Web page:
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Thousands of pounds of trash pulled from Melton Hill Lake during trash cleanup

More trash and debris than normal washed from the roadways into nearby bodies of water after all the February flooding in East Tennessee.

Volunteers embraced the sunny and 75 weather on Saturday to help clean up the Tennessee River and its tributaries.

Their efforts were all part of the 30th annual Ijams River Rescue. Multiple organizations, including Keep the Tennessee River Beautiful and Living Lands and Waters brought crews to collect trash and debris from Melton Hill Lake.

Casper Pleasant, a 10-year-old boy scout, came with his troop to help clean up the water.

"I think its amazing we're picking up all the trash around this area and helping the environment and lake and stuff like that," Pleasant noted.

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Kathleen Gibi, the Executive Director of Keep the Tennessee River Beautiful, said they are helping with the Ijams cleanup and contributing to more.

"We found a nice treasure trove of trash unfortunately, but we're here supporting the 30th annual Ijams River Rescue," Gibi explained. "It's one of four cleanups we're doing across the Tennessee River in three different states."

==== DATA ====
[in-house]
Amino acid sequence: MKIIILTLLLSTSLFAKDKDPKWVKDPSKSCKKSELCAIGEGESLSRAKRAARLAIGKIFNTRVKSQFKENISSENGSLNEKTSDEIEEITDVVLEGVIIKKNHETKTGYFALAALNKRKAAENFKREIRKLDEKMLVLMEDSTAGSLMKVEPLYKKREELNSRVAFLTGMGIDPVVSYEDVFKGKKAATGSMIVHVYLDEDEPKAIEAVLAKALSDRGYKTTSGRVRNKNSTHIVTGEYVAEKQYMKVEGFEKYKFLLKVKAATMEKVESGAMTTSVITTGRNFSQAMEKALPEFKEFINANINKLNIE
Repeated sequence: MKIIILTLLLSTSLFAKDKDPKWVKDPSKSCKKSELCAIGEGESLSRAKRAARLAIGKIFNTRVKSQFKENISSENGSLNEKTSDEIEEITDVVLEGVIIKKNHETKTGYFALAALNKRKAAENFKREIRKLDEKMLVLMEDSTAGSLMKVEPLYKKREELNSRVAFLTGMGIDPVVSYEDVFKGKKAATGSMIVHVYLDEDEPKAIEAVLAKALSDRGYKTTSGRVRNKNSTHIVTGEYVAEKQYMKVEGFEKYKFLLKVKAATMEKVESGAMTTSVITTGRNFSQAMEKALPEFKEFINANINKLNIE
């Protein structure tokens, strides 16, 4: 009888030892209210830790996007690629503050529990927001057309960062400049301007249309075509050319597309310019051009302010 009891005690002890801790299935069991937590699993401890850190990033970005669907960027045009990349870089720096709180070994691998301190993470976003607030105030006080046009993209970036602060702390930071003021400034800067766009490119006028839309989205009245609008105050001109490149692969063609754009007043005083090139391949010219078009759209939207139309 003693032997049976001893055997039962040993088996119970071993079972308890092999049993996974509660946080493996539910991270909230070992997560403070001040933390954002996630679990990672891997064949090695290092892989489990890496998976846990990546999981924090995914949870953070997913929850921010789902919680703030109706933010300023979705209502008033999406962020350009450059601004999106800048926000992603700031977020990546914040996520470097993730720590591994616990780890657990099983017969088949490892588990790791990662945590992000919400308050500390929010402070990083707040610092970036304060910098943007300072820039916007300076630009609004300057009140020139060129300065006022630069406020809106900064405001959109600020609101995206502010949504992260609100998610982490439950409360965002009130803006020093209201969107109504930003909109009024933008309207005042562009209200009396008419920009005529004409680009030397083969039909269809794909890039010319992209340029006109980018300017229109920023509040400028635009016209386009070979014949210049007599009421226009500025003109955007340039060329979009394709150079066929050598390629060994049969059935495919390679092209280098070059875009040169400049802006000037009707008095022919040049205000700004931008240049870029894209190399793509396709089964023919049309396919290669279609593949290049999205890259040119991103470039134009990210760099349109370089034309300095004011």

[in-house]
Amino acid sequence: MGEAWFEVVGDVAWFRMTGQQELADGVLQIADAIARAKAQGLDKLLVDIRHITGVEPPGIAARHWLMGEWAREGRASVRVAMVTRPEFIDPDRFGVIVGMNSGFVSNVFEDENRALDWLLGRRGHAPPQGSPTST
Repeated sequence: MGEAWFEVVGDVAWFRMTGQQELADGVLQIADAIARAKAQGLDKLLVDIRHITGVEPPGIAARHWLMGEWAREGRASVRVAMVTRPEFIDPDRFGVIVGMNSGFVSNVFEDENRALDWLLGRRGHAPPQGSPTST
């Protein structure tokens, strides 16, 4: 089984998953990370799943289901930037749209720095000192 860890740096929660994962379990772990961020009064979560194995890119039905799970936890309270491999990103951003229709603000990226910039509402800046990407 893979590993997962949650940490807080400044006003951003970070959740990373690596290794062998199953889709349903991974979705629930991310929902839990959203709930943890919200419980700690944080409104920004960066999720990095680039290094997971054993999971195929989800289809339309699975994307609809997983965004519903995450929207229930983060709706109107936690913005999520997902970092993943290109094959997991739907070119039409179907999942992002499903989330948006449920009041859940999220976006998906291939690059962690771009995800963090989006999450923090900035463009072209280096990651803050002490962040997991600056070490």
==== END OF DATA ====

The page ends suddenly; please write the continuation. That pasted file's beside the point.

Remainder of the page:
A total of 9,000 pounds of trash were pulled from two previous cleanups this year, and Gibi estimated that the trash collected from Saturday alone would surpass that number.

The thousands of pounds of trash that were picked up along the shorelines came from roadways that were overtaken by water during the February floods, which is part of the reason KTRB received a huge grant from a national organization.

"We received a grant from Keep America Beautiful," Gibi explained. "Because our river was flooded so badly and so severely, they gave us a $10,000 grant for community restoration."

Gibi says 80 percent of what is found in the waterways was originally littered on land, so when the water overtook roads in February, the trash and debris found its way in.

"All of that litter you see on the shoulder of the road, that's in the water now," Gibi pointed out.

When everything is said and done with the cleanup, crews expect to have collected more than 10 tons of trash from the waterways.

They say they will recycle what they can and the rest will be disposed of properly.